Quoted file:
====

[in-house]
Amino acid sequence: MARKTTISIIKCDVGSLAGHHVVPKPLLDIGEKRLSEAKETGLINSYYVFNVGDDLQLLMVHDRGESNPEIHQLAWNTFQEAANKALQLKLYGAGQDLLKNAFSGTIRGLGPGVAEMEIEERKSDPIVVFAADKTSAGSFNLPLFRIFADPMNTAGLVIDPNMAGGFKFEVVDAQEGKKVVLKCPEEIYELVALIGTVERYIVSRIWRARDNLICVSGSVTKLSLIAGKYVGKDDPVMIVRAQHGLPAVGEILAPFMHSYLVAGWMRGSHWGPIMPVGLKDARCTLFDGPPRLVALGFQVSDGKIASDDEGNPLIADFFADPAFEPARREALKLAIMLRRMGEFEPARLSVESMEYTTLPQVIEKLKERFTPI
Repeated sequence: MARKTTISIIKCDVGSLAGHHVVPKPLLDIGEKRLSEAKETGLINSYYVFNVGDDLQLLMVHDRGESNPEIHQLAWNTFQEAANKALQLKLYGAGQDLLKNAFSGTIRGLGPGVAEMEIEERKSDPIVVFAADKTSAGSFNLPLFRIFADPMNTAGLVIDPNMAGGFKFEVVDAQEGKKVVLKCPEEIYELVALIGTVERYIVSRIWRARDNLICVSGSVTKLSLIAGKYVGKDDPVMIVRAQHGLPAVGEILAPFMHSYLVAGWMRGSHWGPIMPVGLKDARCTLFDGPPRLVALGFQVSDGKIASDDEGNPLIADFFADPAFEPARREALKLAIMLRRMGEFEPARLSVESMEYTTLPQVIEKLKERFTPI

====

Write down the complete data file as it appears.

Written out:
[in-house]
Amino acid sequence: MARKTTISIIKCDVGSLAGHHVVPKPLLDIGEKRLSEAKETGLINSYYVFNVGDDLQLLMVHDRGESNPEIHQLAWNTFQEAANKALQLKLYGAGQDLLKNAFSGTIRGLGPGVAEMEIEERKSDPIVVFAADKTSAGSFNLPLFRIFADPMNTAGLVIDPNMAGGFKFEVVDAQEGKKVVLKCPEEIYELVALIGTVERYIVSRIWRARDNLICVSGSVTKLSLIAGKYVGKDDPVMIVRAQHGLPAVGEILAPFMHSYLVAGWMRGSHWGPIMPVGLKDARCTLFDGPPRLVALGFQVSDGKIASDDEGNPLIADFFADPAFEPARREALKLAIMLRRMGEFEPARLSVESMEYTTLPQVIEKLKERFTPI
Repeated sequence: MARKTTISIIKCDVGSLAGHHVVPKPLLDIGEKRLSEAKETGLINSYYVFNVGDDLQLLMVHDRGESNPEIHQLAWNTFQEAANKALQLKLYGAGQDLLKNAFSGTIRGLGPGVAEMEIEERKSDPIVVFAADKTSAGSFNLPLFRIFADPMNTAGLVIDPNMAGGFKFEVVDAQEGKKVVLKCPEEIYELVALIGTVERYIVSRIWRARDNLICVSGSVTKLSLIAGKYVGKDDPVMIVRAQHGLPAVGEILAPFMHSYLVAGWMRGSHWGPIMPVGLKDARCTLFDGPPRLVALGFQVSDGKIASDDEGNPLIADFFADPAFEPARREALKLAIMLRRMGEFEPARLSVESMEYTTLPQVIEKLKERFTPI